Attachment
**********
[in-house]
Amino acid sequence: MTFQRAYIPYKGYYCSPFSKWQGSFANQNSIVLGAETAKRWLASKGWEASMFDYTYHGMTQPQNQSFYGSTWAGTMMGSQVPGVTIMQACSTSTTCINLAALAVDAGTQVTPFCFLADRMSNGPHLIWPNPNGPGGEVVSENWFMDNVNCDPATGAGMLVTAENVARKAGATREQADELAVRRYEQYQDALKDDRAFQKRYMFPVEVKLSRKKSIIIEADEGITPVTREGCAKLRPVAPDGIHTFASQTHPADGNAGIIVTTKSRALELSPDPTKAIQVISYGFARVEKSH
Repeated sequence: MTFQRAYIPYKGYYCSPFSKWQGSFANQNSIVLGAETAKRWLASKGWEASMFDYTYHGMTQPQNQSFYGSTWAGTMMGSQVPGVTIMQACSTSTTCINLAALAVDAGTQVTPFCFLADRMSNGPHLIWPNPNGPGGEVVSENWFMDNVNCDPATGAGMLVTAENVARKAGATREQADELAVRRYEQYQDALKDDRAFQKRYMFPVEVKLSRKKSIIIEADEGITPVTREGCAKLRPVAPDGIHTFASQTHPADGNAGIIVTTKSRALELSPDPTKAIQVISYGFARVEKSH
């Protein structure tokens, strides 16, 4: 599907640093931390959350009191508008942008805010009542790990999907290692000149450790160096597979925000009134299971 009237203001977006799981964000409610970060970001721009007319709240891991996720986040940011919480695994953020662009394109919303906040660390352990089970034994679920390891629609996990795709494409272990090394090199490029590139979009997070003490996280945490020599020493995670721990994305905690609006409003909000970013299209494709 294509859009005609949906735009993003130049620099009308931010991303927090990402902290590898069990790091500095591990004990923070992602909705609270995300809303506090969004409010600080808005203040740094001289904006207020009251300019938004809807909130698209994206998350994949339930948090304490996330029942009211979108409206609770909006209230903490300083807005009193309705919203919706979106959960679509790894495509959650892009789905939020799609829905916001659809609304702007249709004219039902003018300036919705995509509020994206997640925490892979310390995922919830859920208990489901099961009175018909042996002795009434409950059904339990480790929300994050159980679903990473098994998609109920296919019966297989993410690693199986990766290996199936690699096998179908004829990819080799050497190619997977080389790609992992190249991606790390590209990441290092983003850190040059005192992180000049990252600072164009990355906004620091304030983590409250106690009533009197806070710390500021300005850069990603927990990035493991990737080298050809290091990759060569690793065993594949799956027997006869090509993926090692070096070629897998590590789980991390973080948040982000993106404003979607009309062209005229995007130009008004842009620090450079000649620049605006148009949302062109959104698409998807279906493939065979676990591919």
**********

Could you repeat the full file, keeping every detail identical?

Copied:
[in-house]
Amino acid sequence: MTFQRAYIPYKGYYCSPFSKWQGSFANQNSIVLGAETAKRWLASKGWEASMFDYTYHGMTQPQNQSFYGSTWAGTMMGSQVPGVTIMQACSTSTTCINLAALAVDAGTQVTPFCFLADRMSNGPHLIWPNPNGPGGEVVSENWFMDNVNCDPATGAGMLVTAENVARKAGATREQADELAVRRYEQYQDALKDDRAFQKRYMFPVEVKLSRKKSIIIEADEGITPVTREGCAKLRPVAPDGIHTFASQTHPADGNAGIIVTTKSRALELSPDPTKAIQVISYGFARVEKSH
Repeated sequence: MTFQRAYIPYKGYYCSPFSKWQGSFANQNSIVLGAETAKRWLASKGWEASMFDYTYHGMTQPQNQSFYGSTWAGTMMGSQVPGVTIMQACSTSTTCINLAALAVDAGTQVTPFCFLADRMSNGPHLIWPNPNGPGGEVVSENWFMDNVNCDPATGAGMLVTAENVARKAGATREQADELAVRRYEQYQDALKDDRAFQKRYMFPVEVKLSRKKSIIIEADEGITPVTREGCAKLRPVAPDGIHTFASQTHPADGNAGIIVTTKSRALELSPDPTKAIQVISYGFARVEKSH
């Protein structure tokens, strides 16, 4: 599907640093931390959350009191508008942008805010009542790990999907290692000149450790160096597979925000009134299971 009237203001977006799981964000409610970060970001721009007319709240891991996720986040940011919480695994953020662009394109919303906040660390352990089970034994679920390891629609996990795709494409272990090394090199490029590139979009997070003490996280945490020599020493995670721990994305905690609006409003909000970013299209494709 294509859009005609949906735009993003130049620099009308931010991303927090990402902290590898069990790091500095591990004990923070992602909705609270995300809303506090969004409010600080808005203040740094001289904006207020009251300019938004809807909130698209994206998350994949339930948090304490996330029942009211979108409206609770909006209230903490300083807005009193309705919203919706979106959960679509790894495509959650892009789905939020799609829905916001659809609304702007249709004219039902003018300036919705995509509020994206997640925490892979310390995922919830859920208990489901099961009175018909042996002795009434409950059904339990480790929300994050159980679903990473098994998609109920296919019966297989993410690693199986990766290996199936690699096998179908004829990819080799050497190619997977080389790609992992190249991606790390590209990441290092983003850190040059005192992180000049990252600072164009990355906004620091304030983590409250106690009533009197806070710390500021300005850069990603927990990035493991990737080298050809290091990759060569690793065993594949799956027997006869090509993926090692070096070629897998590590789980991390973080948040982000993106404003979607009309062209005229995007130009008004842009620090450079000649620049605006148009949302062109959104698409998807279906493939065979676990591919």